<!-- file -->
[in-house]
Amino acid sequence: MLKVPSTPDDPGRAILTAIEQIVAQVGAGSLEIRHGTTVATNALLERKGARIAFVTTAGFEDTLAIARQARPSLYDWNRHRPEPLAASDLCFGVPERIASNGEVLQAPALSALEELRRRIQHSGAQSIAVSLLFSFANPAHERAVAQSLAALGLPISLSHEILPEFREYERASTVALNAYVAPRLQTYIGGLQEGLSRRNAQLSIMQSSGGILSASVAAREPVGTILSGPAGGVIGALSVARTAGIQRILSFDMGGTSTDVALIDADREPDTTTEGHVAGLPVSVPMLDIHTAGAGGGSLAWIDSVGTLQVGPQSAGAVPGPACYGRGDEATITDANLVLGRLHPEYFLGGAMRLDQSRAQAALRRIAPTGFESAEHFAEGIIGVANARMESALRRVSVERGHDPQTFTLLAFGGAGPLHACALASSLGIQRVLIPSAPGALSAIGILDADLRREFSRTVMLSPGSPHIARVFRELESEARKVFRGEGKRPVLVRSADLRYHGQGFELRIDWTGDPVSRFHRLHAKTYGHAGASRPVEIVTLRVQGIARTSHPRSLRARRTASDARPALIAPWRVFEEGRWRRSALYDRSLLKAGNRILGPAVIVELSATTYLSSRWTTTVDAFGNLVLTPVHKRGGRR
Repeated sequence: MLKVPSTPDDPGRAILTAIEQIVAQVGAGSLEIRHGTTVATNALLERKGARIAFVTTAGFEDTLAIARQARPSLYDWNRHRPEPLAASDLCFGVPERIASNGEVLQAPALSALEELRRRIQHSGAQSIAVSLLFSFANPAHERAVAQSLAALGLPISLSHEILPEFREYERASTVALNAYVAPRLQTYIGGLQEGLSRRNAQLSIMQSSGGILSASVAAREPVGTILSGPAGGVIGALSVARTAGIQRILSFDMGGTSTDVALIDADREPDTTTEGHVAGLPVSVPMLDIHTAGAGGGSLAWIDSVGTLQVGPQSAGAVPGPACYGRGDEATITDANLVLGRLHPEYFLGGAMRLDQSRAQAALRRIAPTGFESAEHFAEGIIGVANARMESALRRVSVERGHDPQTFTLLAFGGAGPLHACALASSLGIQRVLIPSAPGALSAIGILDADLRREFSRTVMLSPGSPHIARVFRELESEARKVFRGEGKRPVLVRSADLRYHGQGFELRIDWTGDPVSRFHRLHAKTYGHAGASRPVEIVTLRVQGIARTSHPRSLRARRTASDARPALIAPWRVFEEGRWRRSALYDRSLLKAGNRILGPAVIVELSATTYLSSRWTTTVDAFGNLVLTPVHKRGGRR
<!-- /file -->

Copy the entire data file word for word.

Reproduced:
[in-house]
Amino acid sequence: MLKVPSTPDDPGRAILTAIEQIVAQVGAGSLEIRHGTTVATNALLERKGARIAFVTTAGFEDTLAIARQARPSLYDWNRHRPEPLAASDLCFGVPERIASNGEVLQAPALSALEELRRRIQHSGAQSIAVSLLFSFANPAHERAVAQSLAALGLPISLSHEILPEFREYERASTVALNAYVAPRLQTYIGGLQEGLSRRNAQLSIMQSSGGILSASVAAREPVGTILSGPAGGVIGALSVARTAGIQRILSFDMGGTSTDVALIDADREPDTTTEGHVAGLPVSVPMLDIHTAGAGGGSLAWIDSVGTLQVGPQSAGAVPGPACYGRGDEATITDANLVLGRLHPEYFLGGAMRLDQSRAQAALRRIAPTGFESAEHFAEGIIGVANARMESALRRVSVERGHDPQTFTLLAFGGAGPLHACALASSLGIQRVLIPSAPGALSAIGILDADLRREFSRTVMLSPGSPHIARVFRELESEARKVFRGEGKRPVLVRSADLRYHGQGFELRIDWTGDPVSRFHRLHAKTYGHAGASRPVEIVTLRVQGIARTSHPRSLRARRTASDARPALIAPWRVFEEGRWRRSALYDRSLLKAGNRILGPAVIVELSATTYLSSRWTTTVDAFGNLVLTPVHKRGGRR
Repeated sequence: MLKVPSTPDDPGRAILTAIEQIVAQVGAGSLEIRHGTTVATNALLERKGARIAFVTTAGFEDTLAIARQARPSLYDWNRHRPEPLAASDLCFGVPERIASNGEVLQAPALSALEELRRRIQHSGAQSIAVSLLFSFANPAHERAVAQSLAALGLPISLSHEILPEFREYERASTVALNAYVAPRLQTYIGGLQEGLSRRNAQLSIMQSSGGILSASVAAREPVGTILSGPAGGVIGALSVARTAGIQRILSFDMGGTSTDVALIDADREPDTTTEGHVAGLPVSVPMLDIHTAGAGGGSLAWIDSVGTLQVGPQSAGAVPGPACYGRGDEATITDANLVLGRLHPEYFLGGAMRLDQSRAQAALRRIAPTGFESAEHFAEGIIGVANARMESALRRVSVERGHDPQTFTLLAFGGAGPLHACALASSLGIQRVLIPSAPGALSAIGILDADLRREFSRTVMLSPGSPHIARVFRELESEARKVFRGEGKRPVLVRSADLRYHGQGFELRIDWTGDPVSRFHRLHAKTYGHAGASRPVEIVTLRVQGIARTSHPRSLRARRTASDARPALIAPWRVFEEGRWRRSALYDRSLLKAGNRILGPAVIVELSATTYLSSRWTTTVDAFGNLVLTPVHKRGGRR